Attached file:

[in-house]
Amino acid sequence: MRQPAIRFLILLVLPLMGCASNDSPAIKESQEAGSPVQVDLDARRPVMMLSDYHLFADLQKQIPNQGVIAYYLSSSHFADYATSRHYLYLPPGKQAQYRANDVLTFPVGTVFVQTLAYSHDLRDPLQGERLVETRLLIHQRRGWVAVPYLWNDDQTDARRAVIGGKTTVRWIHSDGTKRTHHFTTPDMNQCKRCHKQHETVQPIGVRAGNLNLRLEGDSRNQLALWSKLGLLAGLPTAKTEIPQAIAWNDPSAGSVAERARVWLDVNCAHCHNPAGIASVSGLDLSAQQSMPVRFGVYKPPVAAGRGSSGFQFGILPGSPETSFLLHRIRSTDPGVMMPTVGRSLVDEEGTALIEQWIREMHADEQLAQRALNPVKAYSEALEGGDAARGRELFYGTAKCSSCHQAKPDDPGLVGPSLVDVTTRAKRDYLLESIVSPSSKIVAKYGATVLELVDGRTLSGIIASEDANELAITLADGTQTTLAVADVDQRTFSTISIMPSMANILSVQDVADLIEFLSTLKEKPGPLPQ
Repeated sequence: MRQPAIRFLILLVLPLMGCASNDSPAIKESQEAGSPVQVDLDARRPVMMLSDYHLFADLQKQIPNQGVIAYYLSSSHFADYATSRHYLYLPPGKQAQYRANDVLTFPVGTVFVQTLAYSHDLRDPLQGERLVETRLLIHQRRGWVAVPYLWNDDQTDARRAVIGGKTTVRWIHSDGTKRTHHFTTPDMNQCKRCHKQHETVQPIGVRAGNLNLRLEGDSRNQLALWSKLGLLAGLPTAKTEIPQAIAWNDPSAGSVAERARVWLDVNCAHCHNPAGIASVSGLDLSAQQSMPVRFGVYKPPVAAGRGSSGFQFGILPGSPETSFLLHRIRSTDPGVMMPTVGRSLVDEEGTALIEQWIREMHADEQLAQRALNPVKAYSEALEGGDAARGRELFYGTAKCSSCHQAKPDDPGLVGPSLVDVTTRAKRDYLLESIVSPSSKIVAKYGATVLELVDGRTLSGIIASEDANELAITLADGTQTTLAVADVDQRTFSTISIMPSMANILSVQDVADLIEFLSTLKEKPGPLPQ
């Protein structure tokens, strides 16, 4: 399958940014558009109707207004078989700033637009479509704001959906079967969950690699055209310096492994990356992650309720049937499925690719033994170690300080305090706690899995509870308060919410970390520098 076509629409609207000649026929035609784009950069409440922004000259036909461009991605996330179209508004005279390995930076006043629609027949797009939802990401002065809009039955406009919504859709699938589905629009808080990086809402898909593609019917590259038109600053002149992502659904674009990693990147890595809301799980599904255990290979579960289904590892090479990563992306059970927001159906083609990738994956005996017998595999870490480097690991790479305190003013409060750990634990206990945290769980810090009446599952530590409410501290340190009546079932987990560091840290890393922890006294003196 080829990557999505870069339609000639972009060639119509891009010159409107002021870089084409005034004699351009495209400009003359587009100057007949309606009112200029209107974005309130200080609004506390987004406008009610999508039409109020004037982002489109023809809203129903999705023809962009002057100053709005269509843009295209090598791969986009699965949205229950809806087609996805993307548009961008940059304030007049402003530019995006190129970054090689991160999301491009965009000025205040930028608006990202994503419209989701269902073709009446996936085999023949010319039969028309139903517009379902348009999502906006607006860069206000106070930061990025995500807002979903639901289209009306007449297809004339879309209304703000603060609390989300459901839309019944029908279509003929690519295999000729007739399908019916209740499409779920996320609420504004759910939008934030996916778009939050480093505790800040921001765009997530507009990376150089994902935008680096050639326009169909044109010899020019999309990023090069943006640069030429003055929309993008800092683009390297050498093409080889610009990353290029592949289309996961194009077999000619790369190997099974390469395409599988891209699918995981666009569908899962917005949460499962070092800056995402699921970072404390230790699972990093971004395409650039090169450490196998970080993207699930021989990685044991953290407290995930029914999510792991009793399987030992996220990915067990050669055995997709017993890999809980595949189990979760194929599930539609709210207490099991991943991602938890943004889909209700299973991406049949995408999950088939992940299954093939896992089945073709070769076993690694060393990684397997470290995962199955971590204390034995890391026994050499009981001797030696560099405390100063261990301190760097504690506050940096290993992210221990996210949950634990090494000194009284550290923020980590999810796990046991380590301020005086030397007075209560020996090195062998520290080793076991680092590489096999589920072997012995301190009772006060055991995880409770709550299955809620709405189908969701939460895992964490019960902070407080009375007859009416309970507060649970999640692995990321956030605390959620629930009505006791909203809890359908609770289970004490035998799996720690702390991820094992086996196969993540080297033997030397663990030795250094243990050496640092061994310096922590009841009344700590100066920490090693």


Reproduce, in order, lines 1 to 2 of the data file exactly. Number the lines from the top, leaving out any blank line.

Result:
[in-house]
Amino acid sequence: MRQPAIRFLILLVLPLMGCASNDSPAIKESQEAGSPVQVDLDARRPVMMLSDYHLFADLQKQIPNQGVIAYYLSSSHFADYATSRHYLYLPPGKQAQYRANDVLTFPVGTVFVQTLAYSHDLRDPLQGERLVETRLLIHQRRGWVAVPYLWNDDQTDARRAVIGGKTTVRWIHSDGTKRTHHFTTPDMNQCKRCHKQHETVQPIGVRAGNLNLRLEGDSRNQLALWSKLGLLAGLPTAKTEIPQAIAWNDPSAGSVAERARVWLDVNCAHCHNPAGIASVSGLDLSAQQSMPVRFGVYKPPVAAGRGSSGFQFGILPGSPETSFLLHRIRSTDPGVMMPTVGRSLVDEEGTALIEQWIREMHADEQLAQRALNPVKAYSEALEGGDAARGRELFYGTAKCSSCHQAKPDDPGLVGPSLVDVTTRAKRDYLLESIVSPSSKIVAKYGATVLELVDGRTLSGIIASEDANELAITLADGTQTTLAVADVDQRTFSTISIMPSMANILSVQDVADLIEFLSTLKEKPGPLPQ